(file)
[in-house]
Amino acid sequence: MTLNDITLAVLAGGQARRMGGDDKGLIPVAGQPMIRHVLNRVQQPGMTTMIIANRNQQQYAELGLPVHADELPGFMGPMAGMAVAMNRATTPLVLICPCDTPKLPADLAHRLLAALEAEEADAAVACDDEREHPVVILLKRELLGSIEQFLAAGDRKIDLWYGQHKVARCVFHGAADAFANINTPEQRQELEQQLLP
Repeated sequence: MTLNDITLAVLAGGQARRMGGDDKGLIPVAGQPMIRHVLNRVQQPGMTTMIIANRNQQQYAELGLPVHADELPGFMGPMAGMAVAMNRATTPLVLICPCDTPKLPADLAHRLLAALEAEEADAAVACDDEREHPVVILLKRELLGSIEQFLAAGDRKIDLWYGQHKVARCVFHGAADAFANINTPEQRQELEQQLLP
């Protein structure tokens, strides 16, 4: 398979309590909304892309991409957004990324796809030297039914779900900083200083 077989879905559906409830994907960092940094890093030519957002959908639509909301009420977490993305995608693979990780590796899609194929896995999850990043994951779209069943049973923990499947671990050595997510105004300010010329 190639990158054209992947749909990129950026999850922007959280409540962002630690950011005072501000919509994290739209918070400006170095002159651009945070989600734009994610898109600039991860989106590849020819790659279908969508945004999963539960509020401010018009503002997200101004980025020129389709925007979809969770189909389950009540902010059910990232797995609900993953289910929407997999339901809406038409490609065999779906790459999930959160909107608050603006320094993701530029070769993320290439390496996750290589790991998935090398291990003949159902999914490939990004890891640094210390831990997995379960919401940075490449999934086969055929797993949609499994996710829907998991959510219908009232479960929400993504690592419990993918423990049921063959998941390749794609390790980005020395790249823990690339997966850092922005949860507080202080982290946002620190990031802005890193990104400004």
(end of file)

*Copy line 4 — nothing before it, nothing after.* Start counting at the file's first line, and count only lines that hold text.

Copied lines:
């Protein structure tokens, strides 16, 4: 398979309590909304892309991409957004990324796809030297039914779900900083200083 077989879905559906409830994907960092940094890093030519957002959908639509909301009420977490993305995608693979990780590796899609194929896995999850990043994951779209069943049973923990499947671990050595997510105004300010010329 190639990158054209992947749909990129950026999850922007959280409540962002630690950011005072501000919509994290739209918070400006170095002159651009945070989600734009994610898109600039991860989106590849020819790659279908969508945004999963539960509020401010018009503002997200101004980025020129389709925007979809969770189909389950009540902010059910990232797995609900993953289910929407997999339901809406038409490609065999779906790459999930959160909107608050603006320094993701530029070769993320290439390496996750290589790991998935090398291990003949159902999914490939990004890891640094210390831990997995379960919401940075490449999934086969055929797993949609499994996710829907998991959510219908009232479960929400993504690592419990993918423990049921063959998941390749794609390790980005020395790249823990690339997966850092922005949860507080202080982290946002620190990031802005890193990104400004």